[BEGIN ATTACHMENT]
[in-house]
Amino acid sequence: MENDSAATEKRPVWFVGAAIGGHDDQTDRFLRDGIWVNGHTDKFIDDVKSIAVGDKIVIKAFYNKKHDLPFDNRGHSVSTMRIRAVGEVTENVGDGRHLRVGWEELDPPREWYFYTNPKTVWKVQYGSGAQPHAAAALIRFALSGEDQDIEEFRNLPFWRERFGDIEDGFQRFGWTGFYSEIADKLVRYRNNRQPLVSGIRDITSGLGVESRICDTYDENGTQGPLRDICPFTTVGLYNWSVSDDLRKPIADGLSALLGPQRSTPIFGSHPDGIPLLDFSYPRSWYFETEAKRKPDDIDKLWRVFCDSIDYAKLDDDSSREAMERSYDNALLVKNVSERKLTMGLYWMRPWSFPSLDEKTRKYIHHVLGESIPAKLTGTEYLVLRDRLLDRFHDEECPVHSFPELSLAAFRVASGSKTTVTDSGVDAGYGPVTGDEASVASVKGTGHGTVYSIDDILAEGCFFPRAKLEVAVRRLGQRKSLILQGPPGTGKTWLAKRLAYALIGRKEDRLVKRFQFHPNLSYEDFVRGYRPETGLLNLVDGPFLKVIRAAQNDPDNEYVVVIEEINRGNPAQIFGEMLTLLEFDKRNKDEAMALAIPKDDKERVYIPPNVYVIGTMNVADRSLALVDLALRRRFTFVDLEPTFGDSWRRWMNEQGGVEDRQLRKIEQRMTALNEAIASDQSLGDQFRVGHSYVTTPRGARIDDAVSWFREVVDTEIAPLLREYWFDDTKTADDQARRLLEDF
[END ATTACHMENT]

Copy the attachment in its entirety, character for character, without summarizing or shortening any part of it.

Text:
[in-house]
Amino acid sequence: MENDSAATEKRPVWFVGAAIGGHDDQTDRFLRDGIWVNGHTDKFIDDVKSIAVGDKIVIKAFYNKKHDLPFDNRGHSVSTMRIRAVGEVTENVGDGRHLRVGWEELDPPREWYFYTNPKTVWKVQYGSGAQPHAAAALIRFALSGEDQDIEEFRNLPFWRERFGDIEDGFQRFGWTGFYSEIADKLVRYRNNRQPLVSGIRDITSGLGVESRICDTYDENGTQGPLRDICPFTTVGLYNWSVSDDLRKPIADGLSALLGPQRSTPIFGSHPDGIPLLDFSYPRSWYFETEAKRKPDDIDKLWRVFCDSIDYAKLDDDSSREAMERSYDNALLVKNVSERKLTMGLYWMRPWSFPSLDEKTRKYIHHVLGESIPAKLTGTEYLVLRDRLLDRFHDEECPVHSFPELSLAAFRVASGSKTTVTDSGVDAGYGPVTGDEASVASVKGTGHGTVYSIDDILAEGCFFPRAKLEVAVRRLGQRKSLILQGPPGTGKTWLAKRLAYALIGRKEDRLVKRFQFHPNLSYEDFVRGYRPETGLLNLVDGPFLKVIRAAQNDPDNEYVVVIEEINRGNPAQIFGEMLTLLEFDKRNKDEAMALAIPKDDKERVYIPPNVYVIGTMNVADRSLALVDLALRRRFTFVDLEPTFGDSWRRWMNEQGGVEDRQLRKIEQRMTALNEAIASDQSLGDQFRVGHSYVTTPRGARIDDAVSWFREVVDTEIAPLLREYWFDDTKTADDQARRLLEDF